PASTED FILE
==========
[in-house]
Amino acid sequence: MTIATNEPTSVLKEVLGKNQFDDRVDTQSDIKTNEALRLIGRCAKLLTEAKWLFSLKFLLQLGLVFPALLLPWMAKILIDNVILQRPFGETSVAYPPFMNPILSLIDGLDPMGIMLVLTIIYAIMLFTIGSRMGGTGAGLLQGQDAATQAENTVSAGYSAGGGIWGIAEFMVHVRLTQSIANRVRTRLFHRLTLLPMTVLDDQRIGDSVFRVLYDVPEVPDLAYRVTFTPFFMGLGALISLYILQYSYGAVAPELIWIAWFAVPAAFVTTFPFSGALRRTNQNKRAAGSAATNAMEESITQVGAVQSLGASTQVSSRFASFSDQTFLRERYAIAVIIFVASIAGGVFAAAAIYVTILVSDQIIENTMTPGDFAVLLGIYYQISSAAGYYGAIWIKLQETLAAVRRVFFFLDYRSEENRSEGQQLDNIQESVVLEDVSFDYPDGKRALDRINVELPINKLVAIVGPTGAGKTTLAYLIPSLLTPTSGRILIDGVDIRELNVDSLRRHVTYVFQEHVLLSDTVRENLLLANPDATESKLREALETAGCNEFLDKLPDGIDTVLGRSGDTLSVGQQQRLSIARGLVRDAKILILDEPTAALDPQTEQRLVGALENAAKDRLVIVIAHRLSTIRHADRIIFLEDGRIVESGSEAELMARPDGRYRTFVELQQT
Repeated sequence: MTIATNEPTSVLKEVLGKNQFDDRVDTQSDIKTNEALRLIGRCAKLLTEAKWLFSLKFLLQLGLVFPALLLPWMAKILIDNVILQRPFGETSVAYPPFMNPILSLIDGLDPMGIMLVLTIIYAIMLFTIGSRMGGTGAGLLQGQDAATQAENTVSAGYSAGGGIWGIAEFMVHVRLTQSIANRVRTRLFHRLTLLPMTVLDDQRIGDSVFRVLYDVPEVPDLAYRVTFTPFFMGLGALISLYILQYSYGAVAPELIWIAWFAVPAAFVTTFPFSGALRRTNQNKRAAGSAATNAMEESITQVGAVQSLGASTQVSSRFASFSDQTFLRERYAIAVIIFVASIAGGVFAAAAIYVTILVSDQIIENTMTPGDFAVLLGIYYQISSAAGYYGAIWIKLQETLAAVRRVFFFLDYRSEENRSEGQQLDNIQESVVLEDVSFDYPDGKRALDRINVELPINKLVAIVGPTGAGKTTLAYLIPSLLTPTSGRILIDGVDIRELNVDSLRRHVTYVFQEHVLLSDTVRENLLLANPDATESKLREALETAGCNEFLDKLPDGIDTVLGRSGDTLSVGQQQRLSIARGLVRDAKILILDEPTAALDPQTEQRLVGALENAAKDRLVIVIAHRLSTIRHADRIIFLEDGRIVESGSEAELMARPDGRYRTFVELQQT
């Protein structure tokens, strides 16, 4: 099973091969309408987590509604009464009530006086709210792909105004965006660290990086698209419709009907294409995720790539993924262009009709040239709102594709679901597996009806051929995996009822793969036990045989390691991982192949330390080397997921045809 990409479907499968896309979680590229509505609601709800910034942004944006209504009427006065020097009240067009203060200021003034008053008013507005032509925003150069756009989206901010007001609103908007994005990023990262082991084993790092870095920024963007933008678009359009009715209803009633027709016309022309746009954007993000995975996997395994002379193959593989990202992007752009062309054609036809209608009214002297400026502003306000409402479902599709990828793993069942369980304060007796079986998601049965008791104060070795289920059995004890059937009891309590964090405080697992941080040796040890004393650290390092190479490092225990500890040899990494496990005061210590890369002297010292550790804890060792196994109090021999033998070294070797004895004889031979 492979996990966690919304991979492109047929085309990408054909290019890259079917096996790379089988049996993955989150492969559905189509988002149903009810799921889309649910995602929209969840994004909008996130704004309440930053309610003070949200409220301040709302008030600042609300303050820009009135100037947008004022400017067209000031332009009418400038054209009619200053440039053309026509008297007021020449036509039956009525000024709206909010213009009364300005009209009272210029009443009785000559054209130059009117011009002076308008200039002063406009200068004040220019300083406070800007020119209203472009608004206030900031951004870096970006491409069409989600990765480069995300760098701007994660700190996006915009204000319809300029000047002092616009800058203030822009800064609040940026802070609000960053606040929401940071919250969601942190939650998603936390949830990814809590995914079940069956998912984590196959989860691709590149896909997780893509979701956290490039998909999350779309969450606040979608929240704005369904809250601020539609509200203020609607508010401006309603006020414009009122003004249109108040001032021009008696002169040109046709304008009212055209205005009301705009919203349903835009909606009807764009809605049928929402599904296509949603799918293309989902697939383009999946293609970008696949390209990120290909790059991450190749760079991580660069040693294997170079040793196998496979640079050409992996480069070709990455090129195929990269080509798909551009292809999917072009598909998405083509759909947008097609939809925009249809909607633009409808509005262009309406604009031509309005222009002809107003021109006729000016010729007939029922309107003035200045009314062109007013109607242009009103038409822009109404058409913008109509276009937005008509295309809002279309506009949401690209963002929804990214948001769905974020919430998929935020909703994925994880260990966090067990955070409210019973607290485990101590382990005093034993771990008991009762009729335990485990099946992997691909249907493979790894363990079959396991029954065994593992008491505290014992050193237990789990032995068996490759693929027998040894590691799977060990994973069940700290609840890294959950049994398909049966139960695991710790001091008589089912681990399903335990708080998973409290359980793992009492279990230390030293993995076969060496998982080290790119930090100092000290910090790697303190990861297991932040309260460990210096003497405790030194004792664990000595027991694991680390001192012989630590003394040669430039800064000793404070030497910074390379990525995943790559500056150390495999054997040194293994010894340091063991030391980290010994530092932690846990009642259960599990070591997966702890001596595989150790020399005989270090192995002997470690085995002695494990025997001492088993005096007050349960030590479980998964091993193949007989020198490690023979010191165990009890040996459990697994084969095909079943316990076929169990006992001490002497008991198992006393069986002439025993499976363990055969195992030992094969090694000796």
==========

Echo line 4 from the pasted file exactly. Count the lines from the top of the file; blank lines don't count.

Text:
């Protein structure tokens, strides 16, 4: 099973091969309408987590509604009464009530006086709210792909105004965006660290990086698209419709009907294409995720790539993924262009009709040239709102594709679901597996009806051929995996009822793969036990045989390691991982192949330390080397997921045809 990409479907499968896309979680590229509505609601709800910034942004944006209504009427006065020097009240067009203060200021003034008053008013507005032509925003150069756009989206901010007001609103908007994005990023990262082991084993790092870095920024963007933008678009359009009715209803009633027709016309022309746009954007993000995975996997395994002379193959593989990202992007752009062309054609036809209608009214002297400026502003306000409402479902599709990828793993069942369980304060007796079986998601049965008791104060070795289920059995004890059937009891309590964090405080697992941080040796040890004393650290390092190479490092225990500890040899990494496990005061210590890369002297010292550790804890060792196994109090021999033998070294070797004895004889031979 492979996990966690919304991979492109047929085309990408054909290019890259079917096996790379089988049996993955989150492969559905189509988002149903009810799921889309649910995602929209969840994004909008996130704004309440930053309610003070949200409220301040709302008030600042609300303050820009009135100037947008004022400017067209000031332009009418400038054209009619200053440039053309026509008297007021020449036509039956009525000024709206909010213009009364300005009209009272210029009443009785000559054209130059009117011009002076308008200039002063406009200068004040220019300083406070800007020119209203472009608004206030900031951004870096970006491409069409989600990765480069995300760098701007994660700190996006915009204000319809300029000047002092616009800058203030822009800064609040940026802070609000960053606040929401940071919250969601942190939650998603936390949830990814809590995914079940069956998912984590196959989860691709590149896909997780893509979701956290490039998909999350779309969450606040979608929240704005369904809250601020539609509200203020609607508010401006309603006020414009009122003004249109108040001032021009008696002169040109046709304008009212055209205005009301705009919203349903835009909606009807764009809605049928929402599904296509949603799918293309989902697939383009999946293609970008696949390209990120290909790059991450190749760079991580660069040693294997170079040793196998496979640079050409992996480069070709990455090129195929990269080509798909551009292809999917072009598909998405083509759909947008097609939809925009249809909607633009409808509005262009309406604009031509309005222009002809107003021109006729000016010729007939029922309107003035200045009314062109007013109607242009009103038409822009109404058409913008109509276009937005008509295309809002279309506009949401690209963002929804990214948001769905974020919430998929935020909703994925994880260990966090067990955070409210019973607290485990101590382990005093034993771990008991009762009729335990485990099946992997691909249907493979790894363990079959396991029954065994593992008491505290014992050193237990789990032995068996490759693929027998040894590691799977060990994973069940700290609840890294959950049994398909049966139960695991710790001091008589089912681990399903335990708080998973409290359980793992009492279990230390030293993995076969060496998982080290790119930090100092000290910090790697303190990861297991932040309260460990210096003497405790030194004792664990000595027991694991680390001192012989630590003394040669430039800064000793404070030497910074390379990525995943790559500056150390495999054997040194293994010894340091063991030391980290010994530092932690846990009642259960599990070591997966702890001596595989150790020399005989270090192995002997470690085995002695494990025997001492088993005096007050349960030590479980998964091993193949007989020198490690023979010191165990009890040996459990697994084969095909079943316990076929169990006992001490002497008991198992006393069986002439025993499976363990055969195992030992094969090694000796």